Practical Savings for Normal People

March 20th, 2013 | Comments Off on Practical Savings for Normal People |

SavingsOne of the hardest things is wanting to save but not being sure about how to go about it. It feels like all of the books about money and investing are written for people whose jobs pay them six figures. They all say things like “you can totally buy that brand new $100 sweater and save for a Maserati! We’ll show you how!” Where is all the advice for people whose budgets and needs are more about groceries and mortgage payments?

Right Here.

Step One: Open a savings account at your bank and link it to your checking account. You don’t need anything fancy right now; a basic account will do—especially if you can’t afford a hefty initial deposit. When you open the account, check the fees to make sure you don’t get dinged for a low balance. You can usually avoid these by setting up direct deposit or finding a free checking option.

Tip: Go after the highest interest rate you can get for the lowest carried balance/initial deposit you can manage. Make sure your interest rate is a compound interest rate so you can save as much as possible.

Step Two: Set up an automatic transfer from your checking account to your savings account. This can be weekly or monthly. Most financial advisers will tell you that you want to save at least 10% of what you earn. You might not be able to afford that right now, though, so any little bit will help. Aim for at least $50-$100 a month (which works out to $12.50-$25 per week) to build your account up as quickly as possible.

Step Three: Set up a budget. Tack on 5% more than you think you will actually need to pay on each of your bills. This way you don’t have to worry about paying too much money and throwing your budget off track if a bill is a little bit higher than normal, you won’t panic because you’ll have that money already set aside. If it isn’t high or is lower than usual, transfer the “gap” to your savings account.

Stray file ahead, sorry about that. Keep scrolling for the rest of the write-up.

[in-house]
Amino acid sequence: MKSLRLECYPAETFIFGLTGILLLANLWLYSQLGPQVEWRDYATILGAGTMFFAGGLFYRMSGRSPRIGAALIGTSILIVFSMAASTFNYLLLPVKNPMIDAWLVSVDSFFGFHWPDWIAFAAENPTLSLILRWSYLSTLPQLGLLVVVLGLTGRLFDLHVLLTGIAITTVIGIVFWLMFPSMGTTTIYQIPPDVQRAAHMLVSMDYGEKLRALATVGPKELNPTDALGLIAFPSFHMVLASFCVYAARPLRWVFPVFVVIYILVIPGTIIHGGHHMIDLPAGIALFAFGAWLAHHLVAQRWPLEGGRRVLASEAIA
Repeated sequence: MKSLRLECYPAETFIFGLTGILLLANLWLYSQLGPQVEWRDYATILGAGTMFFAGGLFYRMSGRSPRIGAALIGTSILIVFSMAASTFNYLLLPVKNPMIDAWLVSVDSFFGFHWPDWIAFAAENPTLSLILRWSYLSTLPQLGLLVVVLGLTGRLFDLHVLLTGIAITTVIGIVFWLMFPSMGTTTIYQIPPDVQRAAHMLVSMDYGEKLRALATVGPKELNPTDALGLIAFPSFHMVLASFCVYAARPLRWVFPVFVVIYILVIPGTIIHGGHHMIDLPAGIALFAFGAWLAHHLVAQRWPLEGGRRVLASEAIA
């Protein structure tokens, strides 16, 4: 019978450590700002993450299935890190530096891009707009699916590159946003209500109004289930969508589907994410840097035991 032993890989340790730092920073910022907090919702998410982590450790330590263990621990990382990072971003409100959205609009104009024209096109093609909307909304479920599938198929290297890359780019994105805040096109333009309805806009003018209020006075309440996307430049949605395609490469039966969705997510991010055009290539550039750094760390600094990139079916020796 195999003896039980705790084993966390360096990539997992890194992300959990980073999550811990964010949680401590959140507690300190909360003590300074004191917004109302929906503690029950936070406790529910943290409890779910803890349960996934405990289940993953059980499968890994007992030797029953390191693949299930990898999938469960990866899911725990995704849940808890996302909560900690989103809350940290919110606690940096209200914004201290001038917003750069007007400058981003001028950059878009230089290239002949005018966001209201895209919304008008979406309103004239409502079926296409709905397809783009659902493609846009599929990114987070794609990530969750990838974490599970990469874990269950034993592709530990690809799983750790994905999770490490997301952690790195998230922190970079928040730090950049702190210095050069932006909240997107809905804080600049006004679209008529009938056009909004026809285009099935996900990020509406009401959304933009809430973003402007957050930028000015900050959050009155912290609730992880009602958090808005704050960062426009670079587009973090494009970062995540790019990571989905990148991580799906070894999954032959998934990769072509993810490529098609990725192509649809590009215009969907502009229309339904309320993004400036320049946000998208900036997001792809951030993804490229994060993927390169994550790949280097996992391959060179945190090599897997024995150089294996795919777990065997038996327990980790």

Pro Tip: As you pay off your bills, continue paying your monthly payment—just pay it into your savings account. This way your budget stays the same and you save even more money!

Step Four: Each day, transfer the “cents” of your checking account to your savings account. For example, when you check your checking account balance in the morning and see $178.59, transfer those 59 cents to your savings account. Trust me: this adds up over time.

Step Five: Take advantage of other savings plans at your bank as you can afford them. The best one to start with is the CD. Go after the best CD rate you can get and still have a sizable amount of money left in your regular savings account, “just in case.” After your CD has matured, deposit 10% of what you’ve saved via the CD into your savings account and roll the rest over into a higher yield CD.

Saving money is not something that only the very wealthy can do. It’s something that even people on the tightest budgets can accommodate. Remember: even a little bit of saving is better than no saving at all, so get started.

Sam Peters

Samantha Peters is a part time blogger and full time saver, who enjoys reading and traveling in her spare time. Sam manages an education news/opinion site, The Education Update, and is living the life!